Veeam Agent for Microsoft Windows

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I've been kicking the tires these last few weeks on Veeam's latest free backup offering for physical systems, using a Dell Precision 5510, and my Xeon D SuperServer. It's going quite well, with numerous improvements evident throughout the already quite refined product.


I've been using Veeam backups daily on dozens of PCs since 2014's original release called Veeam Endpoint Backup FREE, saving my bacon regularly, with reliability and ease-of-use. I've also been using betas of it, and I was so impatient that I had to find creative ways to get it to back up Windows 10 beta and Windows Server 2016 beta. I wasn't alone apparently, with tens of thousands of folks reading those two article. It's a very popular product, and not only is it free, but they even offer the ability to open support incidents from right within the UI.


Get involved in the RTM pilot here:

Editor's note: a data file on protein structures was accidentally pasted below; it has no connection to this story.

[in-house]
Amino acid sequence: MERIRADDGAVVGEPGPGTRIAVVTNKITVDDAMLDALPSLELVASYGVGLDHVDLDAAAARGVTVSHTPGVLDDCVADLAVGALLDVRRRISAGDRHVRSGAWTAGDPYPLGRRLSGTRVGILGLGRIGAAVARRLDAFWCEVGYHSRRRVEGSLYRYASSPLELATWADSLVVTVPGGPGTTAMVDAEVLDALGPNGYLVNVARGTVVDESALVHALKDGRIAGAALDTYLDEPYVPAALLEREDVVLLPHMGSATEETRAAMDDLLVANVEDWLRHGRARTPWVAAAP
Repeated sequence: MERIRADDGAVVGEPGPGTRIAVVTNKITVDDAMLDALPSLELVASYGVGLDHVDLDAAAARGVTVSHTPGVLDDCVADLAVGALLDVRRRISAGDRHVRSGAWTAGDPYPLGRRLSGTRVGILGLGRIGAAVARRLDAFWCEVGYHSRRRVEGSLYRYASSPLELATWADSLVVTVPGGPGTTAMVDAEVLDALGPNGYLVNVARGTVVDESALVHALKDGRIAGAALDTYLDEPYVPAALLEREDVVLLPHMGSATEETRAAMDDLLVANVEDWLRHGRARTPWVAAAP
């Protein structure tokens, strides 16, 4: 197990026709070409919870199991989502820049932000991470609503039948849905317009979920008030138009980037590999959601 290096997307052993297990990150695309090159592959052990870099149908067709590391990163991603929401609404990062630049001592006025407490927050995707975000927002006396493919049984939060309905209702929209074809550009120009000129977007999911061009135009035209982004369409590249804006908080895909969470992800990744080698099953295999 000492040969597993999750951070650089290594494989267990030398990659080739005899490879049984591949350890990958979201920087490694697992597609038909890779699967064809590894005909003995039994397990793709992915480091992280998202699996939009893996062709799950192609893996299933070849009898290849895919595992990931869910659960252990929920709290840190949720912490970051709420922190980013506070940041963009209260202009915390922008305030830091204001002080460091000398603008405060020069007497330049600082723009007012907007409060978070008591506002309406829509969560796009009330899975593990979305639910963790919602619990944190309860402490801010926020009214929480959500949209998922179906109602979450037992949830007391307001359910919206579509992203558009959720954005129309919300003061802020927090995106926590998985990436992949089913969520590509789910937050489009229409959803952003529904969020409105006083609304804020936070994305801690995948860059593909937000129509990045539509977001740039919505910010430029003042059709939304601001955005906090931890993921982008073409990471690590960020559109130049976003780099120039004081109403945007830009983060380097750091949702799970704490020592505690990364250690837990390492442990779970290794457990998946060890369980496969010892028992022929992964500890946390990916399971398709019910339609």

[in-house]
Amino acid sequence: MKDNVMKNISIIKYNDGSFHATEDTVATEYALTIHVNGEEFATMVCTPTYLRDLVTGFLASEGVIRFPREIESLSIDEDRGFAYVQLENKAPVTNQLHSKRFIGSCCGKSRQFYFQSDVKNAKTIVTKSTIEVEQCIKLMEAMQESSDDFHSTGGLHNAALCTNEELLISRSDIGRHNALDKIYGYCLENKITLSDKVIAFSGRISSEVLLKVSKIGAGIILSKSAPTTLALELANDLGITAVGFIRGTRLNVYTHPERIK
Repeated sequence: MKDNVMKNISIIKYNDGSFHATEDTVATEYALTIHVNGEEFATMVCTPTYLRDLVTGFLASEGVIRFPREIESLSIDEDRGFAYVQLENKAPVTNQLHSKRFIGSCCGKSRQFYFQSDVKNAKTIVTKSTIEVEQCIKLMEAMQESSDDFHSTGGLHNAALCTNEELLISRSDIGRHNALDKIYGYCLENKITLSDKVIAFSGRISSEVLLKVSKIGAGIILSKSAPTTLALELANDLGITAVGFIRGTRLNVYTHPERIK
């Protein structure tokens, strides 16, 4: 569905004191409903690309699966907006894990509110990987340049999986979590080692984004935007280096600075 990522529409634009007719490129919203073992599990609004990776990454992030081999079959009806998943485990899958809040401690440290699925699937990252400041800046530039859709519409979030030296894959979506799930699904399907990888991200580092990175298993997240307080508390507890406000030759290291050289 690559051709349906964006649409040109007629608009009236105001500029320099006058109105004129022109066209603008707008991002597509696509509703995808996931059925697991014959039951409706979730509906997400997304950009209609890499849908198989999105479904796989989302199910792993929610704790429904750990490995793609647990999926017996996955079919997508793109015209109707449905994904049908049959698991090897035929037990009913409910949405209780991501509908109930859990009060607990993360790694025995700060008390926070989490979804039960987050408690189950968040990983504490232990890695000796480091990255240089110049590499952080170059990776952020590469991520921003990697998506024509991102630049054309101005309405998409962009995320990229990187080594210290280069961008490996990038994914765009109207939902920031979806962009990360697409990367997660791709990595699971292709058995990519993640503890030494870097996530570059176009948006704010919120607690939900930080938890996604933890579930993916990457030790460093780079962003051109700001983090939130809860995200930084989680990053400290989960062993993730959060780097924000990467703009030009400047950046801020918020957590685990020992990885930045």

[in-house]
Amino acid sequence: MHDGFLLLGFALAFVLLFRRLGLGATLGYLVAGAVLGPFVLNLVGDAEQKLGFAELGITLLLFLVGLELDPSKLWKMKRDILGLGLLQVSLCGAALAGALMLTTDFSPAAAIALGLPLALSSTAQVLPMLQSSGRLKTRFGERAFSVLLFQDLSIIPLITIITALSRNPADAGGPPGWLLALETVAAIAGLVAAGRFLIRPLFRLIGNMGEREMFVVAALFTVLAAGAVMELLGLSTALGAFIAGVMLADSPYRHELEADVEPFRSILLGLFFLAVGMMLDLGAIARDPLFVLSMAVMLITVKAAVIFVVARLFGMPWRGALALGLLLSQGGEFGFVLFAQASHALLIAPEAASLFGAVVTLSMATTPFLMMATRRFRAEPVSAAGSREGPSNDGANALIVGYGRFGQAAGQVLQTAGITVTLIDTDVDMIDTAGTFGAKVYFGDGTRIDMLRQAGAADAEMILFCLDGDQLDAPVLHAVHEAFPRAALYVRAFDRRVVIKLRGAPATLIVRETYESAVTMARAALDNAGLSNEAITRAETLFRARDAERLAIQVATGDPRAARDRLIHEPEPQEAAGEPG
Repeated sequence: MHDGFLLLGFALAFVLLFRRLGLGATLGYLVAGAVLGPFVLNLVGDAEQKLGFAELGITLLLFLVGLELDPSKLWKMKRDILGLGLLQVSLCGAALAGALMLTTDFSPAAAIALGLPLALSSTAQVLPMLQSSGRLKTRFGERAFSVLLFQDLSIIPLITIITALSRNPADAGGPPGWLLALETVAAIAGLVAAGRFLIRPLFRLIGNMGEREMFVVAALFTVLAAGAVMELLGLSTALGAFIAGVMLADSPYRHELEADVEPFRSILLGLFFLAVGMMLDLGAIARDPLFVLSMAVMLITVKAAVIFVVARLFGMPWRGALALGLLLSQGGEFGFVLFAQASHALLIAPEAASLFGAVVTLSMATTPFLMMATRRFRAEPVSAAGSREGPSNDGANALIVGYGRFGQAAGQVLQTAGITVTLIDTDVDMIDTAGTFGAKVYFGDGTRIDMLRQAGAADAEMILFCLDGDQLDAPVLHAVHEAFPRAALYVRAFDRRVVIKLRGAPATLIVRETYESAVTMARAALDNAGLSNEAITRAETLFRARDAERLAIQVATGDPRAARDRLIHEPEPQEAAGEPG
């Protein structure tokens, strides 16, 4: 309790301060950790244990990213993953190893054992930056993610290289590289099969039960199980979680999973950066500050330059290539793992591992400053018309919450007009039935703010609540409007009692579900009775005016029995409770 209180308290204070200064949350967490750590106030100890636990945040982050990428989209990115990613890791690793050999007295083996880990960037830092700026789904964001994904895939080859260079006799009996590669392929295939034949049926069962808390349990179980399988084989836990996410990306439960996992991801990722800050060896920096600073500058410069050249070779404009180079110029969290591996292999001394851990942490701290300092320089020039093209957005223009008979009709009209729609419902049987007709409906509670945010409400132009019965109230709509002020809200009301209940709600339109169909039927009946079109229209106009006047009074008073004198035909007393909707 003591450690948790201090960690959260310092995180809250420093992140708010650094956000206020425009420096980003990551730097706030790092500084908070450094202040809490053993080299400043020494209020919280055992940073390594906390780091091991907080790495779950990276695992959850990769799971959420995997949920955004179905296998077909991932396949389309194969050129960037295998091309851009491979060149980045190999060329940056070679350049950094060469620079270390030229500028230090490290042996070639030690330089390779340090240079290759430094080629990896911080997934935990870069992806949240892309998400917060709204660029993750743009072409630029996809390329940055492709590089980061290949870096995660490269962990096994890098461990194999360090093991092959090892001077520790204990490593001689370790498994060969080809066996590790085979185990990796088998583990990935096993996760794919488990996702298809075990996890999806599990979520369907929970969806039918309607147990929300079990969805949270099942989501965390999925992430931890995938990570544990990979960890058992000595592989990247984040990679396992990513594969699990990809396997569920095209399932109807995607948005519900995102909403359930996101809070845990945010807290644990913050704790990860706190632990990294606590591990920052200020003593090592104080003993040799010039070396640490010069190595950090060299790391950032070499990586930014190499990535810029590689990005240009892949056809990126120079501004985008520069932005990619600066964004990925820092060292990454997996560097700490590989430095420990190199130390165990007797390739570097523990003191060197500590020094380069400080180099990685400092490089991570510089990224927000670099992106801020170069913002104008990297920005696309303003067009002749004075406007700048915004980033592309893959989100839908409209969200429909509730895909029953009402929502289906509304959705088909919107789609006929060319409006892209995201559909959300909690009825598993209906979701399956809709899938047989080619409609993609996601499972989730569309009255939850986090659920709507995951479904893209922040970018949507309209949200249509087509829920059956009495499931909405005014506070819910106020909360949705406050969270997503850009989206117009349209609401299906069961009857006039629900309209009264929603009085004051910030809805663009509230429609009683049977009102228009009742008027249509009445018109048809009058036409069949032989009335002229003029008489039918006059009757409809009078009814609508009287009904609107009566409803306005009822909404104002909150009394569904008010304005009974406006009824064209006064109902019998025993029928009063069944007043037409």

Of course, there's always room for improvement. I know, a lot to ask for something that's both free, and of very high quality already. But why not at least publish some ideas and FYIs out there, hopefully garnering some others to chime in and comment below. I'll admit these these notes I took were a bit rushed, and not always carefully re-tested and reproduced. Just lab notes and observations and ideas. Of course, with the general availability expected very soon, I realize these are mostly really just pipe dreams for the future.

Candid Product Feedback

I realize some of these are completely bonkers and unrealistic, but hoping to spur some conversation at least.

  1. Veeam Agent for Microsoft Windows and Veeam Agent for Microsoft Windows FREE are mouthfuls
    a shorter name that folks would be more likely to say, like:
    Veeam Agent for Windows, Veeam Agent for Windows FREE
    Veeam Agent for Windows, Veeam Free Agent for Windows
  2. better 4K display support for bare-metal (WinPE) recovery media, see my report
  3. IPSec and OpenSSL VPN client in bare-metal (WinPE) recovery media